American nongovernmental organization Freedom House this week released its "Freedom in the World 2018" report, suggesting Taiwan has extended its position at the head of the Sinosphere when it comes to basic freedoms.

But hey, it’s not hard to take the day when the rest of the region is teetering on the brink of disaster.

Individual country profiles have not yet been released by Freedom House, but it’s not hard to see why Taiwan deserves its reputation as an unfettered land of liberty and justice. Taiwan's Supreme Court has decreed that marriage equality must eventually be enshrined in law, people show up for protests even in heavy rain and Reporters Without Borders has even moved their Asian bureau here.

Hapless Hong Kong and poor, poor Singapore have both had deepening struggles with freedom of speech and assembly in the past year, and China might as well be a lost cause. At the bottom of the East Asian pile is Tibet, listed separately from China and given the abysmal rating of one, even worse than North Korea and Turkmenistan.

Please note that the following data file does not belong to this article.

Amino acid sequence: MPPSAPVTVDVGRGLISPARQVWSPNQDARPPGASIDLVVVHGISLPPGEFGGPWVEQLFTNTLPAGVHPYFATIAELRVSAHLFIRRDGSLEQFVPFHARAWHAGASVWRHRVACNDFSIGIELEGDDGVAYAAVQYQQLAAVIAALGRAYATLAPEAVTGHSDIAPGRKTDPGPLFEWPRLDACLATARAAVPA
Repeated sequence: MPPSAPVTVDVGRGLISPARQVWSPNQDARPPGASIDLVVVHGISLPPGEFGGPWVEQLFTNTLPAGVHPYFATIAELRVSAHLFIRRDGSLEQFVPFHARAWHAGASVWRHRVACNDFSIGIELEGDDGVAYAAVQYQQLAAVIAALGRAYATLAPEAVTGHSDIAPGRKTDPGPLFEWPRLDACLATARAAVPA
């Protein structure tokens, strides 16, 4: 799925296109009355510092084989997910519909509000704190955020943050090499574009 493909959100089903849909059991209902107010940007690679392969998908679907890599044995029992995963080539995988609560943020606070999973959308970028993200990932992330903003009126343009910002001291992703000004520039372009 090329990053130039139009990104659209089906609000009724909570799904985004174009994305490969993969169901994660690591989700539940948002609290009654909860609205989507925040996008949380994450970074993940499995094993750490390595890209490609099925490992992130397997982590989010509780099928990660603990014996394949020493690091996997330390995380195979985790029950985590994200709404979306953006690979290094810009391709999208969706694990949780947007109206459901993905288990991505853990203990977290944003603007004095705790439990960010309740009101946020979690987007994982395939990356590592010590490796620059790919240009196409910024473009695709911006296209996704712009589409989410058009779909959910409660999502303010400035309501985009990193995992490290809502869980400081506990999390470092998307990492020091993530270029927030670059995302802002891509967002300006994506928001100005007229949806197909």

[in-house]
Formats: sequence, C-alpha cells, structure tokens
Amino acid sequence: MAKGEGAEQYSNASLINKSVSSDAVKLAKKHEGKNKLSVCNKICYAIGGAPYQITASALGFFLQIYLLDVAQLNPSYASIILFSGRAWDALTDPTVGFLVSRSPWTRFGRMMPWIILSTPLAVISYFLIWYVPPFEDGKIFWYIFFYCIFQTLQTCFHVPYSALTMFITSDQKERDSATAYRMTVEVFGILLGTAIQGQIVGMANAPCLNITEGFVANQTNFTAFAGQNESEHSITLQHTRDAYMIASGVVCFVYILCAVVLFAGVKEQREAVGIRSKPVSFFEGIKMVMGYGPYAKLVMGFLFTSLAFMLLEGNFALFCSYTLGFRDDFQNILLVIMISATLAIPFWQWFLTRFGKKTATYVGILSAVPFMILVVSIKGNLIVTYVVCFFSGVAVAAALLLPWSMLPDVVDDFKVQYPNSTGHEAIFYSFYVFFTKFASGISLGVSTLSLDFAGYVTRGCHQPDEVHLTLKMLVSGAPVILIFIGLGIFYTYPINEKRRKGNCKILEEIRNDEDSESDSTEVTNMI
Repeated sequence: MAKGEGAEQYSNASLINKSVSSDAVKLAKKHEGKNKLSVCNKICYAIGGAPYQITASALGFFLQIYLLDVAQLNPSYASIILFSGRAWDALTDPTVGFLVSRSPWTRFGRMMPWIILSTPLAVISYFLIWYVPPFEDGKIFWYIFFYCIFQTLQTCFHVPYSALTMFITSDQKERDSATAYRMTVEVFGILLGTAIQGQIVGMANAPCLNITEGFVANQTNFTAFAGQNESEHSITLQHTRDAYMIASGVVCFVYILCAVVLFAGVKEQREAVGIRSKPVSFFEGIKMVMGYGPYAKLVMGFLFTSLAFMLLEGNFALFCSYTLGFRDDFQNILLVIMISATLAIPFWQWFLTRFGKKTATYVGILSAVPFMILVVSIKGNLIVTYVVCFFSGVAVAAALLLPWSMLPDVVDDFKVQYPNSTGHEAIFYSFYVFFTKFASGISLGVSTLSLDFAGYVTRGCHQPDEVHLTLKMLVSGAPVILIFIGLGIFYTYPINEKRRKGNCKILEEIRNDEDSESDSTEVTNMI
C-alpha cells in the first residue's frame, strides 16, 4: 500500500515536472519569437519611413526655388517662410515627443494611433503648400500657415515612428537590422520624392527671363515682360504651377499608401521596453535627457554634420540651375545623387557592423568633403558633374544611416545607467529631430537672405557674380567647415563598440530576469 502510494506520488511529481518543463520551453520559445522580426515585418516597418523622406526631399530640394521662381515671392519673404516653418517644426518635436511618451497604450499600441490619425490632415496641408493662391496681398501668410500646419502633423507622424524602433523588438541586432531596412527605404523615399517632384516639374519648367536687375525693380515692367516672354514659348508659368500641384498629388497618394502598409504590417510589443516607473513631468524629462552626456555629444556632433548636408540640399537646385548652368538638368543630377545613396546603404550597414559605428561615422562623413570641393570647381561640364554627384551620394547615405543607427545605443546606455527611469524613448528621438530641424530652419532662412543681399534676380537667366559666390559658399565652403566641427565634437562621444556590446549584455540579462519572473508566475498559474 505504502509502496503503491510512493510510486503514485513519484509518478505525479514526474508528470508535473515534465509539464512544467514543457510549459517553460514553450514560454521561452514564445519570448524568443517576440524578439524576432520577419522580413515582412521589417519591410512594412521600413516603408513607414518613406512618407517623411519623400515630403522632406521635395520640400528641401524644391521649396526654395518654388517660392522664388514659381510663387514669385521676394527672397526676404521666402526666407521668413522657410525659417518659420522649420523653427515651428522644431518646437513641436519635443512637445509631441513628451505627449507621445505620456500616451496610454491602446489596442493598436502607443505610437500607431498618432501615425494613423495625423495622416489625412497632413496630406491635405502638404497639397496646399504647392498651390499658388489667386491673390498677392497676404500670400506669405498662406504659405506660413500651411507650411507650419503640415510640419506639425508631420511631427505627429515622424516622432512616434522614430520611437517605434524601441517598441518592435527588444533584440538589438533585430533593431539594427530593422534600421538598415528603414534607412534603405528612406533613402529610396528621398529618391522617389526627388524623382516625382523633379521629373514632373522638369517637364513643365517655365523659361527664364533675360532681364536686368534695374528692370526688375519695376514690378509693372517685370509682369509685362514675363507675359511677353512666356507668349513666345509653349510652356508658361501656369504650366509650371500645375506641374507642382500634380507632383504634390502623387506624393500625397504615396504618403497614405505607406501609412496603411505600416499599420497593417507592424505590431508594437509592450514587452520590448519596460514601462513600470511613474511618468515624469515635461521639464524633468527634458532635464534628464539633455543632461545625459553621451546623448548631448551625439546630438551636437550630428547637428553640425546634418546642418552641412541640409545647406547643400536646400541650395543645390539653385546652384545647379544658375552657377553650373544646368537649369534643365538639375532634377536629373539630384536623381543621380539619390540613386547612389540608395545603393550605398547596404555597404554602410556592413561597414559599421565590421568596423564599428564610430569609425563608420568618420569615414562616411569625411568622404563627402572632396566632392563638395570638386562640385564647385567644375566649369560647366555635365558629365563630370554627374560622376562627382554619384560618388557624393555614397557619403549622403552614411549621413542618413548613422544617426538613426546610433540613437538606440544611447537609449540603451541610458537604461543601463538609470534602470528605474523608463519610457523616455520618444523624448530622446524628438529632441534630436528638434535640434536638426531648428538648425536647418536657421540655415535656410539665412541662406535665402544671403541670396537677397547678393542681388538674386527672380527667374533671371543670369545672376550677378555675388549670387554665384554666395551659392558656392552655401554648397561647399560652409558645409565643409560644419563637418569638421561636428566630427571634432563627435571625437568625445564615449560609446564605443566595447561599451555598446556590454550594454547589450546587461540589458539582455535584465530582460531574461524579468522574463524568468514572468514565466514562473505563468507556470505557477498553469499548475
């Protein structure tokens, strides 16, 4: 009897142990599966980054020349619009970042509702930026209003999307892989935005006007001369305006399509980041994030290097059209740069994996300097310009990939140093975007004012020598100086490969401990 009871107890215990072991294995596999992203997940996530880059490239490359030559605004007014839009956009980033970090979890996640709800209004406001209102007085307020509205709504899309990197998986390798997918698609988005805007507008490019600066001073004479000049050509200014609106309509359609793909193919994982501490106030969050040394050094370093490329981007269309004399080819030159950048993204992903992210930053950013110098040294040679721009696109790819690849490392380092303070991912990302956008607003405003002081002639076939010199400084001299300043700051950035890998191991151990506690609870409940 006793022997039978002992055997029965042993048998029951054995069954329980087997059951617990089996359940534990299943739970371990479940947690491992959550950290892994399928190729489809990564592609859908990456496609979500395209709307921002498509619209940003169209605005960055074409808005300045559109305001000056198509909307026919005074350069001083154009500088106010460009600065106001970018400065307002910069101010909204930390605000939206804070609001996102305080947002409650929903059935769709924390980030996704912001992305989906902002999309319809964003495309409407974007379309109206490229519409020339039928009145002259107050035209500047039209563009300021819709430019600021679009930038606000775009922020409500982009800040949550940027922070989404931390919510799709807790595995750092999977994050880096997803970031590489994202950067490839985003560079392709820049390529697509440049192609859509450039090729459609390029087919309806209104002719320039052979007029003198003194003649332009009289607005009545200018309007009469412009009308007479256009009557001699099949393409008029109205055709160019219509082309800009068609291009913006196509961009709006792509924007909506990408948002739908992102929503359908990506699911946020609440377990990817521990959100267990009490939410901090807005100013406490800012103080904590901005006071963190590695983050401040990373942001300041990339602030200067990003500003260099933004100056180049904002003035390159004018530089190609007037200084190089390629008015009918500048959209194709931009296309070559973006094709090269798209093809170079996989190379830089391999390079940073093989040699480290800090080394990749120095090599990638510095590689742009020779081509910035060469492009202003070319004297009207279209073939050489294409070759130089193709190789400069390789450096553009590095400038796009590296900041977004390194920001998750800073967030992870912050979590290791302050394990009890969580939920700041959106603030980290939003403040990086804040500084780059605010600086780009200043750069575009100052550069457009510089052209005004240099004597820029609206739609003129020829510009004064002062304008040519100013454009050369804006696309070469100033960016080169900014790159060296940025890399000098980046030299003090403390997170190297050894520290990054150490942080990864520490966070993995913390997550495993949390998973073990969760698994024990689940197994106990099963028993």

For the record, Taiwan scored 93/100 in the 2018 report, which ranked countries based on ratings that encompass political rights and civil liberties.

Hong Kong's rating was 59, down from 61 the previous year, while Singapore's scored 52, up from 51 in 2017.

Just out of frame is Japan, who managed to tiptoe past Taiwan with a killer 96/100 rating.

Freedom House is primarily funded by the U.S. State Department, USAID, the governments of Canada, the EU, the Netherlands, Norway and Sweden, and several private U.S.-based foundations.

Editor: Morley J Weston